An example configuration:
75dpi:unscaled:pri=20 -> /usr/share/X11/fonts/75dpi ghostscript:pri=60 -> /usr/share/fonts/default/ghostscript misc:unscaled:pri=10 -> /usr/share/X11/fonts/misc type1:pri=40 -> /usr/share/X11/fonts/Type1 type1:pri=50 -> /usr/share/fonts/default/Type1
This will add /usr/share/X11/fonts/misc as the first FPE with the attribute the attribute unscaled etc. This is functionally equivalent to setting the following font path:
/usr/share/X11/fonts/misc:unscaled, /usr/share/X11/fonts/75dpi:unscaled, /usr/share/X11/fonts/Type1, /usr/share/fonts/default/Type1, /usr/share/fonts/default/ghostscript
Example Configuration File
# # sample font server configuration file #
# allow a max of 10 clients to connect to this font server. client-limit = 10
# When a font server reaches the above limit, start up a new one. clone-self = on
# Identify alternate font servers for clients to use. alternate-servers = hansen:7101,hansen:7102
# Look for fonts in the following directories. The first is a set of # TrueType outlines, the second is a set of misc bitmaps (such as terminal # and cursor fonts), and the last is a set of 100dpi bitmaps. # catalogue = /usr/share/X11/fonts/TTF, /usr/share/X11/fonts/misc, /usr/share/X11/fonts/100dpi/
# in 12 points, decipoints default-point-size = 120
# 100 x 100 and 75 x 75 default-resolutions = 100,100,75,75
# Specify our log filename. error-file = /var/log/xfs.log
# Direct diagnostics to our own log file instead of using syslog. use-syslog = off
When operating in daemon mode, xfs sends diagnostic messages (errors and warnings) to the log file specified by the error-file configuration variable by default. However, these messages can be sent to an alternate location via the error-file and use-syslog configuration variables; see \(lqConfiguration File Format\(rq, above.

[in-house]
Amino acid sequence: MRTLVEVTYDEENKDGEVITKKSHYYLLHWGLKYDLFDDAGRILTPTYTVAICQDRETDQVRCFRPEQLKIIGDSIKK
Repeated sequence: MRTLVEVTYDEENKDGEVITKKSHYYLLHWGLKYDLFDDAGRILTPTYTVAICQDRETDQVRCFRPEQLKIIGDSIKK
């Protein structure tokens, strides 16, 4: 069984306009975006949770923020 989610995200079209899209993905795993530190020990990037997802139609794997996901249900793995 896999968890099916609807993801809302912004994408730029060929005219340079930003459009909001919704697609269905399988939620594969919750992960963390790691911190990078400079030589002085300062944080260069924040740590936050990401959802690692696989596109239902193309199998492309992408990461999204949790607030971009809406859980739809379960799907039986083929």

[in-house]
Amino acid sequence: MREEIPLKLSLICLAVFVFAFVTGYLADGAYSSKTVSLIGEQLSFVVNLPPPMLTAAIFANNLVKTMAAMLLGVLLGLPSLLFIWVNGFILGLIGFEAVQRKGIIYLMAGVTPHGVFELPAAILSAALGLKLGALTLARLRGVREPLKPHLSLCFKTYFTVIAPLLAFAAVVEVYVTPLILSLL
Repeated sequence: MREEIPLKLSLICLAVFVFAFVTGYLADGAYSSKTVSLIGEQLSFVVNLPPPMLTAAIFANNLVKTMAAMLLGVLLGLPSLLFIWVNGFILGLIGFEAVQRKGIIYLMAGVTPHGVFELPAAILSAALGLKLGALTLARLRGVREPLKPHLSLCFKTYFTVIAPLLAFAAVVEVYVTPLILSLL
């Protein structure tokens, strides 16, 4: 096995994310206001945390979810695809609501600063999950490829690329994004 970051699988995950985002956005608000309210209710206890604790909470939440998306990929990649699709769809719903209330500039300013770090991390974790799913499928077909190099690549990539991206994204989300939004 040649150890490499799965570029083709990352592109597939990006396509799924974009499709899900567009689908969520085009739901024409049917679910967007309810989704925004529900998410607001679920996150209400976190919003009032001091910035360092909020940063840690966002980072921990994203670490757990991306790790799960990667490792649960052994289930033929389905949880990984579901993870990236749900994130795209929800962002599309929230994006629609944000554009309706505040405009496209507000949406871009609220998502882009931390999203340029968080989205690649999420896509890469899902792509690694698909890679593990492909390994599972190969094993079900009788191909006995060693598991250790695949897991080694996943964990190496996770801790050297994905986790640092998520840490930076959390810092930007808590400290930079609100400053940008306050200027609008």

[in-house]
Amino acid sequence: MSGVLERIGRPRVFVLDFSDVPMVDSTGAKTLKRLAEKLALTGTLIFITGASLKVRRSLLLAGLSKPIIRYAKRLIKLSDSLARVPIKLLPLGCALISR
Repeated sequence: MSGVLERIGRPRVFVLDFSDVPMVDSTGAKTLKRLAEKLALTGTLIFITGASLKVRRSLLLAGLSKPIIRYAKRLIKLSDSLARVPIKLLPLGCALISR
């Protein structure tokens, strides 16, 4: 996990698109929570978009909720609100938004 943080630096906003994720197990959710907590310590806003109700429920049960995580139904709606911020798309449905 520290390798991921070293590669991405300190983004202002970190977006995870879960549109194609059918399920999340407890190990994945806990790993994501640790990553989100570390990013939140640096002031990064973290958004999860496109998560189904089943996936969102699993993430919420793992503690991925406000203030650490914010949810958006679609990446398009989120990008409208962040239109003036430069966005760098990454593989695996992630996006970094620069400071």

xfs handles the following signals specially:
|causes the font server to exit cleanly.|
|causes xfs to re-read its configuration file.|
|causes xfs to flush any cached data it may have.|
|SIGHUP||causes xfs to reset, closing all active connections and re-reading the configuration file.|
Multiple catalogues should be supported.
Significant further development of xfs is unlikely. One of the original motivations behind it was the single-threaded nature of the X server — a user’s X session could seem to \(oqfreeze up\(cq while the X server took a moment to rasterize a font. This problem with the X server, which remains single-threaded in all popular implementations to this day, has been mitigated on two fronts: machines have gotten much faster, and client-side font rendering (particularly via the Xft library) is the norm in contemporary software.
Dave Lemke, Network Computing Devices, Inc
Keith Packard, Massachusetts Institute of Technology
Keith Packard, Massachusetts Institute of Technology